Constructing the simplest possible phylogenetic network from triplets

L.J.J. Iersel, van, S.M. Kelk

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    A phylogenetic network is a directed acyclic graph that visualizes an evolutionary history containing so-called reticulations such as recombinations, hybridizations or lateral gene transfers. Here we consider the construction of a simplest possible phylogenetic network consistent with an input set T, where T contains at least one phylogenetic tree on three leaves (a triplet) for each combination of three taxa. To quantify the complexity of a network we consider both the total number of reticulations and the number of reticulations per biconnected component, called the level of the network. We give polynomial-time algorithms for constructing a level-1 respectively a level-2 network that contains a minimum number of reticulations and is consistent with T (if such a network exists). In addition, we show that if T is precisely equal to the set of triplets consistent with some network, then we can construct such a network with smallest possible level in time O(|T| k+1), if k is a fixed upper bound on the level of the network. Keywords: Phylogenetics – Polynomial-time algorithm – Phylogenetic networks – Triplets – Minimising reticulations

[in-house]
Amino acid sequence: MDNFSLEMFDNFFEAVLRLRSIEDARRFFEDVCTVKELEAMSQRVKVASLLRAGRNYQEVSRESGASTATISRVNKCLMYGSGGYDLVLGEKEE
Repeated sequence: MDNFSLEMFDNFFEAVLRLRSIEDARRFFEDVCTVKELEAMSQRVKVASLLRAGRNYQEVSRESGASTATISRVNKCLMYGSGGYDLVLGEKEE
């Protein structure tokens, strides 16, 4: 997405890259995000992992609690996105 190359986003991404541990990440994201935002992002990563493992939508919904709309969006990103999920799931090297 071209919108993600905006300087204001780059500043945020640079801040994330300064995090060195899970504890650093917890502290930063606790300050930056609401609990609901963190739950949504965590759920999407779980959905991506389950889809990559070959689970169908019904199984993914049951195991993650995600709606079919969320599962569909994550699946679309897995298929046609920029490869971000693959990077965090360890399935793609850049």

Original languageEnglish
    Pages (from-to)207-235
    Number of pages29
    Issue number2
    Publication statusPublished - 2011


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